Dear Subscribers:

Now that we're well into '99 and heading toward The Sage Family's second anniversary, we'd like to pause and hear from you. Please e-mail us about how The Sage Letter can best meet your needs and interests. What would you like to see more/less of and what topics interest you most? Thanks in advance for anything you send us. Here's our lineup for this second week of January:

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Where Y2K is concerned, some of us are skeptical, some of us are laying in extra blankets, cash, and canned goods. We at Sage lean toward the former, but we certainly don't purport to be experts on the Year 2000 computer bug. So we look for useful, rational material on it to pass along to you.

Before we get to one of those, here's a bit of good news: Y2K won't affect North America's electric power supply, according to Reuters via Excite.

Utne Reader has a Y2K Citizen's Action Guide that, as founder Eric Utne puts it, "hopes for the best while planning for the worst." He cites a National Public Radio report about Y2K last October. It said a Harris Poll of Silicon Valley computer programmers and engineers found that more than 60% of them anticipate "serious impacts" from Y2K, 62% will avoid air travel at the turn of the century, 20% plan to withdraw all their money from their savings accounts, and one in 12 plans to move to safer quarters before January 1, 2000.

Hmmm. If that makes you want to take precautions, Utne's Guide offers plenty of advice, including: "The Y2K Neighborhood" and the story of what's been done in Boulder County, CO; guides to household and psychological preparation; questions we can ask our public officials; and a whole bibliography of media (including Web) resources on the millennium bug.

For thorough, continuous coverage of Year 2000 issues, go to's page dedicated to the subject. One story there this week said AT&T projects its Y2K spending to reach $375 million for '98 (when all the accounting's done) and $225 for '99. And Uncle Sam now has a Web site (didn't work when we tried to go there) and a toll-free hot line for citizens with Y2K questions: 1-888-USA-4-Y2K.

Tell us where you stand on Y2K. Do you plan to have a little extra cash under the mattress and a drawerful of candles, or to do a lot more? Please e-mail us. And if you have a favorite Y2K info source, share that too!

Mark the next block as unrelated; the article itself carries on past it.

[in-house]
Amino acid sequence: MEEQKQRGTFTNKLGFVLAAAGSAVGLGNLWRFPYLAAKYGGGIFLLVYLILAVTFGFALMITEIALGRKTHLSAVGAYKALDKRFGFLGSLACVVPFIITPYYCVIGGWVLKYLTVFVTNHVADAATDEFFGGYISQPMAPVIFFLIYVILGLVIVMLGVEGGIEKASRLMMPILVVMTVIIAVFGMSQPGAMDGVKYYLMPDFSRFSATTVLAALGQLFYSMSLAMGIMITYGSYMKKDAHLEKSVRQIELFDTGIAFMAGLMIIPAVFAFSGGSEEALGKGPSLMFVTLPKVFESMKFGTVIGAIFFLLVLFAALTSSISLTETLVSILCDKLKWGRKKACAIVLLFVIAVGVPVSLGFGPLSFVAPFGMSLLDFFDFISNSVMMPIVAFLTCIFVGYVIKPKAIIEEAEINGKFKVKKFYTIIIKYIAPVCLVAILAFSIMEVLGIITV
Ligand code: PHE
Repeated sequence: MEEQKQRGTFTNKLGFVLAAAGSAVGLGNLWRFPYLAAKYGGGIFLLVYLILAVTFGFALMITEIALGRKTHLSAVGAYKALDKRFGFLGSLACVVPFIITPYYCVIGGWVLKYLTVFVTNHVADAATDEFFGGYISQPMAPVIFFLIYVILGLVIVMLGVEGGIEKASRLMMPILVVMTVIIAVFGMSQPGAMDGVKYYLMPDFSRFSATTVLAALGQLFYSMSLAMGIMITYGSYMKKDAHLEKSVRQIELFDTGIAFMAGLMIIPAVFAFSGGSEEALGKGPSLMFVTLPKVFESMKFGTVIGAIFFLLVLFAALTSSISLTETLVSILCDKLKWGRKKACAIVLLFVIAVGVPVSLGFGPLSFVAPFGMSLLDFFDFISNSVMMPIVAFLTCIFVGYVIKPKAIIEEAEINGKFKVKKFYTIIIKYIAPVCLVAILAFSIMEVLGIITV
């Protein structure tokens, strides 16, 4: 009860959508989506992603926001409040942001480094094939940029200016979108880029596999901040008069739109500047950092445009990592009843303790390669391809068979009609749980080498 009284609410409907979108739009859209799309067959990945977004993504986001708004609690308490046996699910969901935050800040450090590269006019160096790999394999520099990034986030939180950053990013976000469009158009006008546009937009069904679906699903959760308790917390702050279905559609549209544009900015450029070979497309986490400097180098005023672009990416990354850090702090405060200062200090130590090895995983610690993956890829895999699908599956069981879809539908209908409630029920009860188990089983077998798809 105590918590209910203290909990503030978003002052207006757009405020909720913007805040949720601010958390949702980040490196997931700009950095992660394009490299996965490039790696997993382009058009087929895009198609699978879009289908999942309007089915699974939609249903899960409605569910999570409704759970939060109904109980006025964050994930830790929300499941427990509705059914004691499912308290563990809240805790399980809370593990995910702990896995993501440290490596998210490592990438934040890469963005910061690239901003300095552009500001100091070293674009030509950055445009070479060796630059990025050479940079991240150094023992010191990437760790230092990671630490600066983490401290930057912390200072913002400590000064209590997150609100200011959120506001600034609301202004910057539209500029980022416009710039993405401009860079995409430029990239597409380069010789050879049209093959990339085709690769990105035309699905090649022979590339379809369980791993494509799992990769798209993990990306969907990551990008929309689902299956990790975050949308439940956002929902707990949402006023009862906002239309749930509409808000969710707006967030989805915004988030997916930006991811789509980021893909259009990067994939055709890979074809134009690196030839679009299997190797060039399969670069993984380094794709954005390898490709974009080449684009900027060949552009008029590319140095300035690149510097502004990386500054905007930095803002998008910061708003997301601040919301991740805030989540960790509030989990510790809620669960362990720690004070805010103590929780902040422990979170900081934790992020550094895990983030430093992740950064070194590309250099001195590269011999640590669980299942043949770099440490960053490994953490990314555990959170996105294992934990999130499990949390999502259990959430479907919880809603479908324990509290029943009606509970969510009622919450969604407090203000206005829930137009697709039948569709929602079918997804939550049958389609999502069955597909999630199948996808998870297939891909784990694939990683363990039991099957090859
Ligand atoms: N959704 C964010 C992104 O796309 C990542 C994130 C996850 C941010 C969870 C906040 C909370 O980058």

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For students marking Martin Luther King's birthday with research papers or other school projects, here's a superb resource, courtesy of Homework Central: The Martin Luther King, Jr., Papers Project at Stanford University. Homework Central calls it an "outstanding example of Internet cyberbiography." It contains secondary documents written about Dr. King, material he wrote himself (letters from jail, his "I Have a Dream" speech, sermons), recent publications about him, a chronology of his life, and much more, continuously updated. BTW, you can subscribe to Homework Central's list (right on its home page) and receive their top picks for Internet research sites on a regular basis.

Homework Central is part of, whose tagline is "Home of the 3 biggest study sites on the Internet": Homework Central Jr. for 1st-6th-graders, the original Homework Central for middle and high schools, and Encyclopedia Central for college and on up. If you try any of them, tell us what you think.

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And for the social side of student life….

If you have teenagers in your house and are not familiar with ICQ, "I Seek You", you may want to be soon. You've seen our reports about how using the phone has gotten too tedious for many teens. Instant Messaging and chat are even more convenient and immediate. Racing home after a BB game and going online to chat about who was with who in the bleachers and what happened during halftime is much more cool and communal than talking on the phone!